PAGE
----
Paul and Levita’s Purple Lavender Lemonade

When I think of lavender, I think of wide open meadows, a deep breath of fresh air, a romantic gesture, soothing palettes and serenity.  But until I encountered the lavender lemonade at Eatonville Restaurant nearly two years ago, I had never considered the culinary uses of this flower.  At Eatonville, a venue themed after the life of Harlem Renaissance figure Zora Neale Hurston, this refreshing beverage is served up in mason jars with free floating dried lavender flowers.  After trying and enjoying its regular lemonade and then its ginger lemonade along with the lavender one, I have concluded that the latter is my favorite. 

On a recent shopping trip to Yes Organic Market, I spotted a jar labeled “dried lavender flowers” in the bulk herb section for the first time and purchased a few ounces with the intent of finally making it.  I headed to the refrigerated juice aisle and found Newman’s Own Virgin Lemonade which has the words No High Fructose Corn Syrup in big letters across the top. 

When we got home, I used a pestle and mortar to pound the dried lavender, transferred the lavender to an unbleached filter bag (because I didn’t think my daughters would like bits of dried flowers floating around in their glasses), poured the lemonade in a beautiful pitcher, added a little agave nectar to make it sweeter, and then steeped the lavender in it for a good 30 minutes while we prepared the rest of our meal.

Between the three of us, we drank the whole pitcher in one sitting and will likely make a hundred pitchers more before the summer of 2011 is over.

Try the recipe below and tell me what other twists on traditional lemonade you love or think might be good.


Paul and Levita’s Purple Lavender Lemonade


Newman’s Own Virgin Lemonade, 64oz carton                                                      

3 Tablespoons dried lavender

1-3 Tablespoons Madhava Agave Nectar or raw sugar (optional, depending on how sweet you want your lemonade)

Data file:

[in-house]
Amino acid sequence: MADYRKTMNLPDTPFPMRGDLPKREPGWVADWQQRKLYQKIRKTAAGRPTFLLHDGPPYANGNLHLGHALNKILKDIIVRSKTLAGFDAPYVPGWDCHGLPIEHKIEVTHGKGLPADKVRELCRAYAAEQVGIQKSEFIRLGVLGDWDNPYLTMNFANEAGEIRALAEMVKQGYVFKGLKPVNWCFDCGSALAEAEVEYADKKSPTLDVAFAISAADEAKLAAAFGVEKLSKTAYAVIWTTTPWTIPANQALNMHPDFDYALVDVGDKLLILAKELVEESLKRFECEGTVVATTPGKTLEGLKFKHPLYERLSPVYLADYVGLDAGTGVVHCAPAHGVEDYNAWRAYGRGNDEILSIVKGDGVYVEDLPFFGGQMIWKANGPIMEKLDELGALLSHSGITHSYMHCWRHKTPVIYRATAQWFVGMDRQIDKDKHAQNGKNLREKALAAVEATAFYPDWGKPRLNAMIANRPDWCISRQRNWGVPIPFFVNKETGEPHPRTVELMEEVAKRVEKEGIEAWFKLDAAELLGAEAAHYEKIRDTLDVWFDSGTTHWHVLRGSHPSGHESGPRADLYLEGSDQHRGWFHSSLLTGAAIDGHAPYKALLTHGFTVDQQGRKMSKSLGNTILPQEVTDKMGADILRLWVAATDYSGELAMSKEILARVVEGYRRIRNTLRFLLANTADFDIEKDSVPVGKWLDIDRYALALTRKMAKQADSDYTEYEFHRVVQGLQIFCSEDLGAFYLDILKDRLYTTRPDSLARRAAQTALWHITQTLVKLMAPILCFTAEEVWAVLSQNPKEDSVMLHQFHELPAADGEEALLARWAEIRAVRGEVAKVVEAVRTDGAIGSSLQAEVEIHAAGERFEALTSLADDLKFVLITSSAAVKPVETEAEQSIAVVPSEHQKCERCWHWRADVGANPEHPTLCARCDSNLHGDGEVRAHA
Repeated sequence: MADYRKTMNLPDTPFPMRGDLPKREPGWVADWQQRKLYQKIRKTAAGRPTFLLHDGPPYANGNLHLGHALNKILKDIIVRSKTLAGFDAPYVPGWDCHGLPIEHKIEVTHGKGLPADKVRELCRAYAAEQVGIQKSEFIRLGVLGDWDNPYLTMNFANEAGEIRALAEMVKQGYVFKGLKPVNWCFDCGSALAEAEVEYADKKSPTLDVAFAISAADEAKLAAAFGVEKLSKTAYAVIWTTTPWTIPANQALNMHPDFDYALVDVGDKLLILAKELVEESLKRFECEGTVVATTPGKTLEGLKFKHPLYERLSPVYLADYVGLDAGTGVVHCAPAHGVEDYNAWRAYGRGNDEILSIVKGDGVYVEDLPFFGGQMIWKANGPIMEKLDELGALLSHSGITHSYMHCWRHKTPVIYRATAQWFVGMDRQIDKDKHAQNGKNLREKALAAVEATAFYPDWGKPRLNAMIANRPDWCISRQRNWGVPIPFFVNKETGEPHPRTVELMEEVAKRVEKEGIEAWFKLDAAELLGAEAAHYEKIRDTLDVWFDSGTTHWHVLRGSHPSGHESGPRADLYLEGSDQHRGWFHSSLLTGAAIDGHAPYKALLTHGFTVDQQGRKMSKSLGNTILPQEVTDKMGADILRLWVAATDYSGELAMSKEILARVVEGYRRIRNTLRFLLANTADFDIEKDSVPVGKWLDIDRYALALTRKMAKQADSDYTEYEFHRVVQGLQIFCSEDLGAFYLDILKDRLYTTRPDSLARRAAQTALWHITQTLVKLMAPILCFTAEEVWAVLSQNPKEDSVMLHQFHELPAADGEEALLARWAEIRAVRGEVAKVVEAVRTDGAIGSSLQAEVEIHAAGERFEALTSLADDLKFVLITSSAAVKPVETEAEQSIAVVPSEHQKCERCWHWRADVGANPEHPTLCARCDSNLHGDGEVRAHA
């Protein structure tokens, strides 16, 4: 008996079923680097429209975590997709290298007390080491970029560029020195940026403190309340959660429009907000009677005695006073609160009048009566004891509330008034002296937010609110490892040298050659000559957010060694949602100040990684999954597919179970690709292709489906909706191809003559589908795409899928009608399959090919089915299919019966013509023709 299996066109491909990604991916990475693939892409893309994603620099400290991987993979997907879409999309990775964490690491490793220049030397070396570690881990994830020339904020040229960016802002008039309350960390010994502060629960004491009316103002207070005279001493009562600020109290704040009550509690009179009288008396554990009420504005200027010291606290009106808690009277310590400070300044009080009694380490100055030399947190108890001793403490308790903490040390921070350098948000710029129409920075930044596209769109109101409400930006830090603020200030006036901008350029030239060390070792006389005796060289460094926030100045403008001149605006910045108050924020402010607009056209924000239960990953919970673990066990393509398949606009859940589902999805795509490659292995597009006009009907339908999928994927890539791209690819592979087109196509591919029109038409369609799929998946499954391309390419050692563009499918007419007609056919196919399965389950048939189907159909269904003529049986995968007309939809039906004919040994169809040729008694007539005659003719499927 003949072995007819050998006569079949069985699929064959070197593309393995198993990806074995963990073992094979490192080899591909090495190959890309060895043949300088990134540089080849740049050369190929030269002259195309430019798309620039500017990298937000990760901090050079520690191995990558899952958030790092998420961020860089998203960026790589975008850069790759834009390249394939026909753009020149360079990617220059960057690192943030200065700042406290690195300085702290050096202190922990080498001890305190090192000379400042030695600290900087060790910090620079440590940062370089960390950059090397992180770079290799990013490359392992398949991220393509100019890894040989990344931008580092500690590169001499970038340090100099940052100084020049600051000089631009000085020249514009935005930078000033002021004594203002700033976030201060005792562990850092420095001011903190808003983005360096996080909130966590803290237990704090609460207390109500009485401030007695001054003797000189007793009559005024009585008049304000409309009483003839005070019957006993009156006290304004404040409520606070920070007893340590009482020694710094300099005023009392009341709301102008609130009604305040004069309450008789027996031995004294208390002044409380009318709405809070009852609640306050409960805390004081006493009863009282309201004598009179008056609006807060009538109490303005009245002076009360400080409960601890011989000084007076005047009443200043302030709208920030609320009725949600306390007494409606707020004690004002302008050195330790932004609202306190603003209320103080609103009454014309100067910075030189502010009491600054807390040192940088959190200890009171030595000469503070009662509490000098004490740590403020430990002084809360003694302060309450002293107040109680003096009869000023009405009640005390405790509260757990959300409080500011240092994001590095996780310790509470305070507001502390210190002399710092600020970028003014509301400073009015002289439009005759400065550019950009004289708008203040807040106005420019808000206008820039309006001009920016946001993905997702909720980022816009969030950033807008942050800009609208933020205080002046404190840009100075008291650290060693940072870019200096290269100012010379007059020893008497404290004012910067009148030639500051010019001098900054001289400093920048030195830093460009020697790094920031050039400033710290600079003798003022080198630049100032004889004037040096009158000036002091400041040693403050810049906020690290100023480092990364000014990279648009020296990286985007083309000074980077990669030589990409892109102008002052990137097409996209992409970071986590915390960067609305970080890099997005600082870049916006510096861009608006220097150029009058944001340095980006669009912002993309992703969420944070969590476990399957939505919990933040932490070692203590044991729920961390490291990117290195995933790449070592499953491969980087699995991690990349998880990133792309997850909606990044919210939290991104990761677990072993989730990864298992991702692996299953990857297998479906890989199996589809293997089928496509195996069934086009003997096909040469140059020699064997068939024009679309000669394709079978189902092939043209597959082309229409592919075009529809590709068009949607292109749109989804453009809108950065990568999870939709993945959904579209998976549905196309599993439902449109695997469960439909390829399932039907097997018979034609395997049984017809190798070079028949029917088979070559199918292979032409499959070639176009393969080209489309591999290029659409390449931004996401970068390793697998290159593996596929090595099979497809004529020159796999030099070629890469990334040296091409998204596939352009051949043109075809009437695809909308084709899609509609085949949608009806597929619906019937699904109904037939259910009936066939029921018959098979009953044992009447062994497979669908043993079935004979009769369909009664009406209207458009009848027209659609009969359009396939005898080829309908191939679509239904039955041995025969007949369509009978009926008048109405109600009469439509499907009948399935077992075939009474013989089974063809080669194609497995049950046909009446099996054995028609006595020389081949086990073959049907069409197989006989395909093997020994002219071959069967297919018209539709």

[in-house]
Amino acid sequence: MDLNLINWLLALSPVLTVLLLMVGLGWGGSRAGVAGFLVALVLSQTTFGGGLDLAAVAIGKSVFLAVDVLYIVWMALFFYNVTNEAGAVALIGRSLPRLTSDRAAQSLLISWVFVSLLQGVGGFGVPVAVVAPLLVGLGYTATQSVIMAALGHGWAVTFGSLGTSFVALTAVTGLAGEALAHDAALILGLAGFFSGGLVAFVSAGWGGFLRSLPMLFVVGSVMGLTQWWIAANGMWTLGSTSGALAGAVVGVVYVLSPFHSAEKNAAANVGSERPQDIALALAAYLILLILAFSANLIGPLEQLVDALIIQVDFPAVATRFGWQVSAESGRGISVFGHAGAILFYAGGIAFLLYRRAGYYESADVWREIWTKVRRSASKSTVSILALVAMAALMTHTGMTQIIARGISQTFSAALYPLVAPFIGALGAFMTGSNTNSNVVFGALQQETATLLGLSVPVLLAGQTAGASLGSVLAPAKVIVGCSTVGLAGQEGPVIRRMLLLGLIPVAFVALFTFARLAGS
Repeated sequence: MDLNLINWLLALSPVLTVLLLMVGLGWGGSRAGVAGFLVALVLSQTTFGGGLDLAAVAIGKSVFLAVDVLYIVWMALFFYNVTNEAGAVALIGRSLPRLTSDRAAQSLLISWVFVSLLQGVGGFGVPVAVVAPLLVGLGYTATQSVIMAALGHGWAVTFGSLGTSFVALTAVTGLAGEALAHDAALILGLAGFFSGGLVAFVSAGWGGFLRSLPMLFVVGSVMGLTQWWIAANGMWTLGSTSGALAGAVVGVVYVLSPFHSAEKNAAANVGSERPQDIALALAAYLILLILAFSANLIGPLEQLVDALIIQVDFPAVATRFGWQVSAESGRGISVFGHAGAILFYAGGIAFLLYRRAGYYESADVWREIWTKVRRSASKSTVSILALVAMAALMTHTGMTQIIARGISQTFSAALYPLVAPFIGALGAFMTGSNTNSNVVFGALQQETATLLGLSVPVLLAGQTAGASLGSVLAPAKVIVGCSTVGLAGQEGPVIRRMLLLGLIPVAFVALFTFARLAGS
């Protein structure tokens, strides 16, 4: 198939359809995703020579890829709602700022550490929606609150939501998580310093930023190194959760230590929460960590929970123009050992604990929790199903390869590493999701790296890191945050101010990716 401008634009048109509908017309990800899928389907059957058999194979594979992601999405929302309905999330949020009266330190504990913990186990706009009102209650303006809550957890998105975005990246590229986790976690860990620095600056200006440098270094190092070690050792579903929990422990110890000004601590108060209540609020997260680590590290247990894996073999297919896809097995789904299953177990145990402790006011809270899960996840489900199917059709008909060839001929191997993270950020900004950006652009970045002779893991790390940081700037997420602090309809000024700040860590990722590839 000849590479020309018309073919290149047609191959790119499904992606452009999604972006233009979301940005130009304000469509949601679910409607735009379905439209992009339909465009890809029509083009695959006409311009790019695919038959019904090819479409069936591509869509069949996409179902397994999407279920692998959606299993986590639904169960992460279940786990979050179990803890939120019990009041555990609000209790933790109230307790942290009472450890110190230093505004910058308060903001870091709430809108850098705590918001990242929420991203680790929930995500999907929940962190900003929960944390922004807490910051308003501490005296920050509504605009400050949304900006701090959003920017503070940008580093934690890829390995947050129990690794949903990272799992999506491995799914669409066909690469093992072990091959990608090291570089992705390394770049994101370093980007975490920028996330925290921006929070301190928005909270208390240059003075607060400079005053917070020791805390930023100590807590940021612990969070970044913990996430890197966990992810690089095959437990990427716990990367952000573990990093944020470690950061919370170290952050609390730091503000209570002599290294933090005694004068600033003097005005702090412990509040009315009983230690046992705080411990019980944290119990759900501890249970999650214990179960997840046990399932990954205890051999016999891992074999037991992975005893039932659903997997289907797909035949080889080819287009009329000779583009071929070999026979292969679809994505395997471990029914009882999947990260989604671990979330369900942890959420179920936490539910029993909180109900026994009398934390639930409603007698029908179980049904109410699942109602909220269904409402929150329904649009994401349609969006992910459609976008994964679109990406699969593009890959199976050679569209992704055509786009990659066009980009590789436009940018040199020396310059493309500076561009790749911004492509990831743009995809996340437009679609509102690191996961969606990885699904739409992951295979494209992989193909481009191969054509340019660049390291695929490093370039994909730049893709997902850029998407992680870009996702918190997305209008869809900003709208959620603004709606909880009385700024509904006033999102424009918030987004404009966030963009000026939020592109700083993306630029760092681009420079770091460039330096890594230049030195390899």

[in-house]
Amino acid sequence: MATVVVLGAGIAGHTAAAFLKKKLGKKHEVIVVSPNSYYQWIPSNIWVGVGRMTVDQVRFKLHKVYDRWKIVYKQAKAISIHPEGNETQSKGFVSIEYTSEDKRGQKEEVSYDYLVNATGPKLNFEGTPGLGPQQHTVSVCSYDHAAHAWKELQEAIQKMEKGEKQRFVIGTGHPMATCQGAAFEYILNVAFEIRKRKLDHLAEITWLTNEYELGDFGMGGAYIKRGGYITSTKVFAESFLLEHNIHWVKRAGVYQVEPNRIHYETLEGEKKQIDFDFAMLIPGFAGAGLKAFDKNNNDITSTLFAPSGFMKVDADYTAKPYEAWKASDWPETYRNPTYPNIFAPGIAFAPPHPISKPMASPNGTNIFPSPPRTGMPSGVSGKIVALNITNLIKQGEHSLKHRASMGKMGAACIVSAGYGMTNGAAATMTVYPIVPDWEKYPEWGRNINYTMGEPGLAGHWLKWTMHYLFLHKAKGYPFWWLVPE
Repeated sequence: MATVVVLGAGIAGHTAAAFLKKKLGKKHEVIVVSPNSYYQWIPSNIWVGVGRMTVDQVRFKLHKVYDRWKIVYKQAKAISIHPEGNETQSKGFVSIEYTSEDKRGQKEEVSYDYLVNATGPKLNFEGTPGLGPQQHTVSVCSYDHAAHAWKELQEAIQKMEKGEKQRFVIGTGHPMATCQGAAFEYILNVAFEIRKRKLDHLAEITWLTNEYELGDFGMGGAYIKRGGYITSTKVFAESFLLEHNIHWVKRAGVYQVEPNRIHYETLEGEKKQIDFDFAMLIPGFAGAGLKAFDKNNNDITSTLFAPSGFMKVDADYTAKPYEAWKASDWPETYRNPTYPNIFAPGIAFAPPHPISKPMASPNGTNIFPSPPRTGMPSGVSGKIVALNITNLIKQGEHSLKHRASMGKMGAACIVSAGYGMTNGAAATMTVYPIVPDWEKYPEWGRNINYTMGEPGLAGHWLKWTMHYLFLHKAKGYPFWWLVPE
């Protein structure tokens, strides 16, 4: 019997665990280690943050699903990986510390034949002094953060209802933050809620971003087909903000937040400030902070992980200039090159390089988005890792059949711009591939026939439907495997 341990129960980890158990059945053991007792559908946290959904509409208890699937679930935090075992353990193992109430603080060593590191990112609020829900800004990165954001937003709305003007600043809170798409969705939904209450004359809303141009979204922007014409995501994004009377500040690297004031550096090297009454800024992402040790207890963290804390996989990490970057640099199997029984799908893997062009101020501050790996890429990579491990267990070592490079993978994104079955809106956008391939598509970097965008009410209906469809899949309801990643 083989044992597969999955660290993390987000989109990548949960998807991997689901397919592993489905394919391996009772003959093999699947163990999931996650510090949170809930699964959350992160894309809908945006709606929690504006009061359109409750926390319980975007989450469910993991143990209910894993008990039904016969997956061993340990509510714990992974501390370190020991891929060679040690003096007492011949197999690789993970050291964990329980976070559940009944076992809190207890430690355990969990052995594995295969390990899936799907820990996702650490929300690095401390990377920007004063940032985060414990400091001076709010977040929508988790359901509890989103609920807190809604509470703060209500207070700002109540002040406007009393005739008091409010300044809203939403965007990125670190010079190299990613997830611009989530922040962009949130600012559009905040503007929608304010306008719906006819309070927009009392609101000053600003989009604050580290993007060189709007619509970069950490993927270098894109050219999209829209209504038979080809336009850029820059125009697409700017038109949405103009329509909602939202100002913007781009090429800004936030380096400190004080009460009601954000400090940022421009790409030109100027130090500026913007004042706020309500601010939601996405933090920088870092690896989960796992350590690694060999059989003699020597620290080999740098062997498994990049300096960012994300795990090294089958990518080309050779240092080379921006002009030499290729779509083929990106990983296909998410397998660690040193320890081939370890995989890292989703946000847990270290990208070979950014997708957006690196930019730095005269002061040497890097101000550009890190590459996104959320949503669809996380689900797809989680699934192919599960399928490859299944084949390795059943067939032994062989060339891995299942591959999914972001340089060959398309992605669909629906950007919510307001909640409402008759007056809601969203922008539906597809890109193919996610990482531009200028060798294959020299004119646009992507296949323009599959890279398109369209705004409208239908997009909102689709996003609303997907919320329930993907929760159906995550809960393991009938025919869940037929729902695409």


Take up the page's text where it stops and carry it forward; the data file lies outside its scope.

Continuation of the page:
Pour the carton of lemonade in a pitcher.  Add the sweetener and stir to dissolve. Using a pestle and mortar, pound the three tablespoons of lavender. Add the pounded lavender to an unbleached Finum filter tea bag. Fold the bag closed and add to the pitcher. Let steep for 30 minutes or longer.

Chill and enjoy in clear glasses!


Also, I’m honored to be a guest blogger with Nature Conservancy for their upcoming Earth Day Celebration, Picnic for the Planet.  Read my perspective on Eat(ing) Green and try my Fruit Sorbet for your next picnic! 


About Levita Mondie

Through Vita's Vegan Ventures, I share my passion for and knowledge of life-affirming vegan cuisine, including Soul Food, Mexican, Italian, Indian, Ghanaian and more. Contact me at to schedule cooking classes, demonstrations, lectures, and more. See more details at .
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6 Responses to Paul and Levita’s Purple Lavender Lemonade

  1. Disnomore says:

    Sounds yummy! I’m gonna try it!

  2. Hey Vita!
    Thanks for emailing us Peacefooders, I look forward to seeing you again.
    This lavender tea sounds INCREDIBLE! Oh my God, I cannot wait to try it, especially when it warms up here in NYC.

  3. This sounds like a refreshing twist to lemonade, which I love during these steamy, DC summers. I will definitely try this recipe. Thanks! 😉

  4. Erika says:

    Just wanted to let you know that I have made this lemonade twice since reading this post. The first time, I used older lavender that was leftover from some previous purchase, and I didn’t have tea bags so I modified a coffee filter and hoped for the best. It’s no surprise that that first batch, while perfectly drinkable, didn’t have much other than a slight aroma of lavender, but no other alteration to the lemonade’s flavor. So, in preparation for a Labor Day weekend gathering at my house of a book group I am in, I decided to do the lemonade up right-er: replaced with the older lavender with new lavender, did more than a cursory job of crushing them with my mortar and pestle, and used a sieve-like tea ball (that I had completely forgotten I owned the first time) instead of a bag. AND, I let the lavender sit in the lemonade overnight. What a difference! The lemonade had a lovely pinkinsh-purplish color to it, because the color of the lavender transferred freely from the tea ball, and letting it get happy over that extended period of time really infused the lemonade with the flavor of lavender that I was hoping for, beyond just giving it a slight nose of lavender scent. I added no sweetener to it either time that I prepared it. I loved drinking it, and it was a hit with my book club friends as well. Thanks so much for posting this recipe. I think I will invest in some tea bags because metal can sometimes leave its own taste in food if left too long — next summer, I am sure this will be a staple of my diet!

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